"I'm very grateful for the fact that Boston has given me the ability to raise my younger children the way that Boston, Jaime and London were raised – with a full-time father," he tells.
"It's important for us to experience the world," says Matthew.
But that's not enough, admits Matthew. Because he feels deprived of his heritage, he wants Kenzo and Lola to know more about where their mother comes from. So they're moving to France next month, to live on the French Riviera for at least a year.
"I'm Armenian, but I wasn't raised by my father," reveals Matthew. "I was brought up by my grandparents and had no contact with my father till I was 21. It always irked me that I couldn't speak Armenian.
"Chloe's mother tongue is French, so I always say, 'Make sure you speak to the kids in French.' I would never forgive myself if they don't speak French fluently. It's vitally important that my children know the blood that runs through them is European."
With COVID safety restrictions preventing her from making regular trips home, Chloe recently confessed to Matthew that she really missed France, so with Kenzo due to start school, now seemed like the best time to make a move.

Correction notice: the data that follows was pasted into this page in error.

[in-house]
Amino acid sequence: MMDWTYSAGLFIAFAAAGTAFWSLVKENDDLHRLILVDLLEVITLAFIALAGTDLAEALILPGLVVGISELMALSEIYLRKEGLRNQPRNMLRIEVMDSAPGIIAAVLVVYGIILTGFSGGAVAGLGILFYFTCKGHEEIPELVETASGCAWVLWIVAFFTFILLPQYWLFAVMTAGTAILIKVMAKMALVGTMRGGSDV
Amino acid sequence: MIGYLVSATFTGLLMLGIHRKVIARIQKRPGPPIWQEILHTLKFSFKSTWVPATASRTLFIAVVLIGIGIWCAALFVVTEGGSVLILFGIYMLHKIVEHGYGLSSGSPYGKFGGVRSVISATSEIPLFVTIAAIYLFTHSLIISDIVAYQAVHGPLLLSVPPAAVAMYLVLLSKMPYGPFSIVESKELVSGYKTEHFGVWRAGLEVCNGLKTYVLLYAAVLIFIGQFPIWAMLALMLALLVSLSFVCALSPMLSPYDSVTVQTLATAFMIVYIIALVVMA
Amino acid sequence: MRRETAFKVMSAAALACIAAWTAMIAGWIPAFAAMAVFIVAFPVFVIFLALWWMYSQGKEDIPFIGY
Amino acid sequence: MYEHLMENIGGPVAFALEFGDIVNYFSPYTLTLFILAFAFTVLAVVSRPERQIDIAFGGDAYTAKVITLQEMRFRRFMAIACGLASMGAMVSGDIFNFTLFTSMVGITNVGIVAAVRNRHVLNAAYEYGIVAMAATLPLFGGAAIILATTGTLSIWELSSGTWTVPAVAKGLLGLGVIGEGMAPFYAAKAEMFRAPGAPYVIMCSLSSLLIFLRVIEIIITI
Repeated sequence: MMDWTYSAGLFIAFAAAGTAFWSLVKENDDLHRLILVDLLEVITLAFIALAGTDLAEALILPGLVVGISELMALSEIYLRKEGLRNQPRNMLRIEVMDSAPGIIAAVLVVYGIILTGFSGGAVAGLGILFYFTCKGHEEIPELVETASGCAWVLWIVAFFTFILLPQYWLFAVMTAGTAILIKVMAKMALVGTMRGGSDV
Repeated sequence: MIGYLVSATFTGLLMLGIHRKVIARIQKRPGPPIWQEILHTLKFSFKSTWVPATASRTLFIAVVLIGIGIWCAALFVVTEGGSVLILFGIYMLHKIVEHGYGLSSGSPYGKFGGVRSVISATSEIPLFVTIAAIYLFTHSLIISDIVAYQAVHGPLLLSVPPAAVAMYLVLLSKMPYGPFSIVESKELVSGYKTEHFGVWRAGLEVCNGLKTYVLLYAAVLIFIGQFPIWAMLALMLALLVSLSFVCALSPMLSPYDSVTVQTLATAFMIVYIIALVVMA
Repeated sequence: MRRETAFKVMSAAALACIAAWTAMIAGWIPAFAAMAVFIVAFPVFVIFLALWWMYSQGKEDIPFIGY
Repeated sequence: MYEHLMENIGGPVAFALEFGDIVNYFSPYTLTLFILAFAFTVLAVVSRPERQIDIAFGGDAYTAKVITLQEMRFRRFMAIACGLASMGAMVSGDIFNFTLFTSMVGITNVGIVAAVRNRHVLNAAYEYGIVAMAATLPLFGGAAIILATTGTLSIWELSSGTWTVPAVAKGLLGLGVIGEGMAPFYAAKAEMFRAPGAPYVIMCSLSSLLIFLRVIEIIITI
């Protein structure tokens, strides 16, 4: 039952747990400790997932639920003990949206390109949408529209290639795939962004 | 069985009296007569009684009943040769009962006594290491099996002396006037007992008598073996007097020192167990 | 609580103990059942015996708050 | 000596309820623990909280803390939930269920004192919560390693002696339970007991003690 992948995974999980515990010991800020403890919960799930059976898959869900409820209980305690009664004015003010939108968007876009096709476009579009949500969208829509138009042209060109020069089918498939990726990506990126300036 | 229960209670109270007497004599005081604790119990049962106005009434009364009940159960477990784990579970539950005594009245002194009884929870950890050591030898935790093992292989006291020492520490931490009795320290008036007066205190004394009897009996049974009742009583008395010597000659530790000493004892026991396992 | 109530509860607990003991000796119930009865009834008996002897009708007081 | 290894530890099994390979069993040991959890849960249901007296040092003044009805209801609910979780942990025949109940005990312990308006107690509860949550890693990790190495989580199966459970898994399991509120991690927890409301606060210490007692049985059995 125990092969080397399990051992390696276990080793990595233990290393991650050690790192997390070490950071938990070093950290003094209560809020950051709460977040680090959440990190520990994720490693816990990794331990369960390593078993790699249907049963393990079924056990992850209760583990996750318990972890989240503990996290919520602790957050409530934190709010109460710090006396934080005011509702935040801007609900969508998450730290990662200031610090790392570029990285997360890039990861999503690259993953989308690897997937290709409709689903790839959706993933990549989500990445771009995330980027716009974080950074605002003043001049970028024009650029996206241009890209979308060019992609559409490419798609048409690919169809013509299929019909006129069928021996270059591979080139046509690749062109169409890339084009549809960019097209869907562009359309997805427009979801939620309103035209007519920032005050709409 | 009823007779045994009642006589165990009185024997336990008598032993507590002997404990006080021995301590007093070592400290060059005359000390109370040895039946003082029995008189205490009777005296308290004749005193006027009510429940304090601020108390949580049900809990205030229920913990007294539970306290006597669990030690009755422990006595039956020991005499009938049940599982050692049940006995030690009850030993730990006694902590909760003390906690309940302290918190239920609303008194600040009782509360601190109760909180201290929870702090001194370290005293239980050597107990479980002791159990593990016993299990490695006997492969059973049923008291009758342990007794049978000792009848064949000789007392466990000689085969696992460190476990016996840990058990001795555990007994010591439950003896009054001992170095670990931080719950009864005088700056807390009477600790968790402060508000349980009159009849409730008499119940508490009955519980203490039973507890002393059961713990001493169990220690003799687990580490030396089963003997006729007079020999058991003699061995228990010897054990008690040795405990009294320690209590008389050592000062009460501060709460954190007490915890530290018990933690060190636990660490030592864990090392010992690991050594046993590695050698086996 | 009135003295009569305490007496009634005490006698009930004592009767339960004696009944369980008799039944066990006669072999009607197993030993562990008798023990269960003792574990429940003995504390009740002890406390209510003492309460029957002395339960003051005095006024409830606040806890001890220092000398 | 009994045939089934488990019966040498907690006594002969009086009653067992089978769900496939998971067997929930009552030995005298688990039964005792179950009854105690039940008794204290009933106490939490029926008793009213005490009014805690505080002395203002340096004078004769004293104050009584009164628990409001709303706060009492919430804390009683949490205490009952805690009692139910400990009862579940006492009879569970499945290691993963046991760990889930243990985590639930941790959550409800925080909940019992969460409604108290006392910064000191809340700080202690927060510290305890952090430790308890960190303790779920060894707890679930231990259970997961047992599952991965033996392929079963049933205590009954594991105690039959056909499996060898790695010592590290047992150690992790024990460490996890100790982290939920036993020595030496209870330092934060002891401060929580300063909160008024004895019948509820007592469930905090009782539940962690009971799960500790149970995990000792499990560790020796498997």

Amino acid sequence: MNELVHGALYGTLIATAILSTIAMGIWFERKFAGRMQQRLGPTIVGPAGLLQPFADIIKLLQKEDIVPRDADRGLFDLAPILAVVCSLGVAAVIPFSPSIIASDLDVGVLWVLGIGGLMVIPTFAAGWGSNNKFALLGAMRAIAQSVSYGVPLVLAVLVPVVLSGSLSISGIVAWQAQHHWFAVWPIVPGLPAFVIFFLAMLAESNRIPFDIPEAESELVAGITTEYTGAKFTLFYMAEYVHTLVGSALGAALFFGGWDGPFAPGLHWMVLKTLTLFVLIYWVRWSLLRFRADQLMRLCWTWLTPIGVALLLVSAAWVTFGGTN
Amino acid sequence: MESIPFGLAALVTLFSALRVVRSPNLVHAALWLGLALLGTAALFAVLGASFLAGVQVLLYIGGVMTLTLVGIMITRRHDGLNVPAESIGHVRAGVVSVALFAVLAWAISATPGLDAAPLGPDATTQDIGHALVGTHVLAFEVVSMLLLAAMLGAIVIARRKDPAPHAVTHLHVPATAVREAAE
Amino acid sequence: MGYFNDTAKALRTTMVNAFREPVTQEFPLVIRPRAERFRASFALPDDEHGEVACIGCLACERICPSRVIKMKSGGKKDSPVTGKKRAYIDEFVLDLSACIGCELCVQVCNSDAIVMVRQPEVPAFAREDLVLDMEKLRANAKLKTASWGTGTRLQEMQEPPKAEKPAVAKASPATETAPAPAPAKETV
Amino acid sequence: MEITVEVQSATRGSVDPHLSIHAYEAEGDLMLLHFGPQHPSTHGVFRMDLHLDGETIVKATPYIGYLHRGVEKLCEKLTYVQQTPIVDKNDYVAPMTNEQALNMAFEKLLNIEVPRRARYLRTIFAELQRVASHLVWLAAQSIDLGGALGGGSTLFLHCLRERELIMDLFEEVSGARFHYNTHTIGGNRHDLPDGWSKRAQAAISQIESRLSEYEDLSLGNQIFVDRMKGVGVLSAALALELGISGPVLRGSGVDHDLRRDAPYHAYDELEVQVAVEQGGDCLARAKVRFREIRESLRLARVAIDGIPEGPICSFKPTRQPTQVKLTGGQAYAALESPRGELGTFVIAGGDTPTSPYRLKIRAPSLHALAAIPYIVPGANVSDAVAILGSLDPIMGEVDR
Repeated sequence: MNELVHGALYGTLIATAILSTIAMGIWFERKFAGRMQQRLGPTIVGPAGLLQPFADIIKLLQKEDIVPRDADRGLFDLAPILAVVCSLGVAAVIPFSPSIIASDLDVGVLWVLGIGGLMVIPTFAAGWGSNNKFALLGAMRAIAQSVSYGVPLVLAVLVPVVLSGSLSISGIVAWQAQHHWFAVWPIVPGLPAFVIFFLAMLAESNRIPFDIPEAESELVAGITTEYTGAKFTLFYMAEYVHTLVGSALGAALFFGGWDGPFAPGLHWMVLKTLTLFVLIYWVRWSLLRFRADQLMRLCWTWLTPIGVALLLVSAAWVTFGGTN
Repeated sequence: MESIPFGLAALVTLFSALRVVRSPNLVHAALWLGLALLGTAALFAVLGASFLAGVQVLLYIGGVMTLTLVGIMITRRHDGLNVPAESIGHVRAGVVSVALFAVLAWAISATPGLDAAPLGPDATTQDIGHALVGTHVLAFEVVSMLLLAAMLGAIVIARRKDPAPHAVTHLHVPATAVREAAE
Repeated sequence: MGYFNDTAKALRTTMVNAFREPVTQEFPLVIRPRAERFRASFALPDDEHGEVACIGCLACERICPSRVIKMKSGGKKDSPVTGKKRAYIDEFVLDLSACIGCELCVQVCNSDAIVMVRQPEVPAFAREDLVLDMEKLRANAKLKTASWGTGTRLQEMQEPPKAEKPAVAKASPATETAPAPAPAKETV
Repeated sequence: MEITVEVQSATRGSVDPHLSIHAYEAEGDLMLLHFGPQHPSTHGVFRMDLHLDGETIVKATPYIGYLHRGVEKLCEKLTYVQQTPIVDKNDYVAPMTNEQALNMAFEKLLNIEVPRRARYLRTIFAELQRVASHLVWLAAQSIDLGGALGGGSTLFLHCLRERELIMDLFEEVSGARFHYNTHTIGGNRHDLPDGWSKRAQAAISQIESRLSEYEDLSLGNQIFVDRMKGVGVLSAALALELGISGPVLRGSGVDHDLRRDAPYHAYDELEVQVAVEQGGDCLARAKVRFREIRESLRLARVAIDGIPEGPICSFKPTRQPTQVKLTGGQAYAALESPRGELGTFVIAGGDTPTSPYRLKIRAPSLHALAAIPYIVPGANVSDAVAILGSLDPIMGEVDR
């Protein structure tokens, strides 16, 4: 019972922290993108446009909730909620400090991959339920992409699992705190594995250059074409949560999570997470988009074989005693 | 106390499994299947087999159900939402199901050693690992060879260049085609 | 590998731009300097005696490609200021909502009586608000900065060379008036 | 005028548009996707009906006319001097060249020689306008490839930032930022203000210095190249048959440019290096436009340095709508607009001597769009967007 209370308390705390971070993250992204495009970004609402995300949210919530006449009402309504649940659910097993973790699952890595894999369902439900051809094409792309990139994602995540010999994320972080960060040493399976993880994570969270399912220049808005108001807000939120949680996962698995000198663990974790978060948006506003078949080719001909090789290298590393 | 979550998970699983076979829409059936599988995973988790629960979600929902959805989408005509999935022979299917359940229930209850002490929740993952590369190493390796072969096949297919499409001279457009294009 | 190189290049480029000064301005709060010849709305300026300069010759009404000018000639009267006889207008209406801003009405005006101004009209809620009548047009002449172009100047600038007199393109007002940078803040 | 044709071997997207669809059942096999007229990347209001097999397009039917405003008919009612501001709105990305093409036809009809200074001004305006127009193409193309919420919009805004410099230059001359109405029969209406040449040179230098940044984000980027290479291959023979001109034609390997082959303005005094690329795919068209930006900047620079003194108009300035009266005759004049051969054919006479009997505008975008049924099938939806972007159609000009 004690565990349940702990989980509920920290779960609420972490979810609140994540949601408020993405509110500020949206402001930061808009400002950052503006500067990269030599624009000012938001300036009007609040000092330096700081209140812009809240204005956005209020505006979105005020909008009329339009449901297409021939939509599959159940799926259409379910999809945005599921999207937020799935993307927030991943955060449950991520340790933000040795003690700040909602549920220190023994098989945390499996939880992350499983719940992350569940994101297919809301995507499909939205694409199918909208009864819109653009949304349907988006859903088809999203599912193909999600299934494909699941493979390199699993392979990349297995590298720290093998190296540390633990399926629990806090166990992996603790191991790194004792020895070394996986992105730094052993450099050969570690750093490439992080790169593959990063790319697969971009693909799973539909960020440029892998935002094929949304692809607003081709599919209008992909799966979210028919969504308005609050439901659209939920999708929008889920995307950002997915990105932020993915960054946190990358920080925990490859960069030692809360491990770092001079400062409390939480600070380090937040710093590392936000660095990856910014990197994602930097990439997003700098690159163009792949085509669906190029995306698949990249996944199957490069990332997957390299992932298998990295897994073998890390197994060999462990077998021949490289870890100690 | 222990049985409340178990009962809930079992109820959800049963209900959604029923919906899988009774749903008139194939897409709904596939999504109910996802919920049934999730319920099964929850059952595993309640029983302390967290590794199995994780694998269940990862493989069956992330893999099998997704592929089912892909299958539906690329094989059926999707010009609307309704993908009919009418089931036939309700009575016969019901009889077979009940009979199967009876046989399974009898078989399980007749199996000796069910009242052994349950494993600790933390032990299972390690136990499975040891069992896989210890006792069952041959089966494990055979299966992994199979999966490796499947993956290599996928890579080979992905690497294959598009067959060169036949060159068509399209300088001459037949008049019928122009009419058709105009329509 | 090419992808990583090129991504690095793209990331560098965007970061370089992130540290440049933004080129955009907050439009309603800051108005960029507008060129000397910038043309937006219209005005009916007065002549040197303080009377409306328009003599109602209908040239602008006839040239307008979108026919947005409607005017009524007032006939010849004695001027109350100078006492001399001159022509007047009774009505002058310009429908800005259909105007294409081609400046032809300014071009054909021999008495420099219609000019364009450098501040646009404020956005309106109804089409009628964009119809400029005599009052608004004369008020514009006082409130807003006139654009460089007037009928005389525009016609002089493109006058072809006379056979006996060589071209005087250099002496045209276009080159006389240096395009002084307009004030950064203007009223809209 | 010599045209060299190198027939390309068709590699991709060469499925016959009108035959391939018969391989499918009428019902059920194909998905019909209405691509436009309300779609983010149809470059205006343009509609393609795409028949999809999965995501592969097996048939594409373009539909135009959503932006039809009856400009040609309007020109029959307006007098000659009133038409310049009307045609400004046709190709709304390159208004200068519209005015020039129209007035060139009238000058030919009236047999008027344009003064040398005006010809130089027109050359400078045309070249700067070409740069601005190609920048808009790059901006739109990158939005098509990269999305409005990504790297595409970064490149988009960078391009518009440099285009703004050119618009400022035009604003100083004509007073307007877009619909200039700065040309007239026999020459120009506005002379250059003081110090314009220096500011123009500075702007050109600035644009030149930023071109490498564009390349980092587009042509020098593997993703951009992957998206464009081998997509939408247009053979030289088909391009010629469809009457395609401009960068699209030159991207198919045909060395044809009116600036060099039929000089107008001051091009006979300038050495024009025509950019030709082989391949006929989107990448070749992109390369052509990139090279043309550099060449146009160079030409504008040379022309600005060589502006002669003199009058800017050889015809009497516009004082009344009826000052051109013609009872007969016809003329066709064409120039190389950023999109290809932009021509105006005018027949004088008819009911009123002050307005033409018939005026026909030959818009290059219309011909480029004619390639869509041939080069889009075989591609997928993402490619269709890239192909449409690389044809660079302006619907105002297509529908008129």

'Matthew's been amazing, especially when I had my down moments'
Northern Hemisphere schools start their year in September and the couple didn't want to wait another 12 months, so when Kenzo was accepted for a school they really wanted, their decision was made.
"Matthew was like, 'Oh, so this year? Why not?'" smiles Chloe, 39. "It's always been on our bucket list to be able to do something like that with the kids. It's the perfect age for them to grasp a language.
If we don't do it now, we'll always find an excuse."
Chloe and the children go next week, with Matthew following at the end of July. They'll settle in and then, three months later, Matthew will fly back to Auckland to have time with London.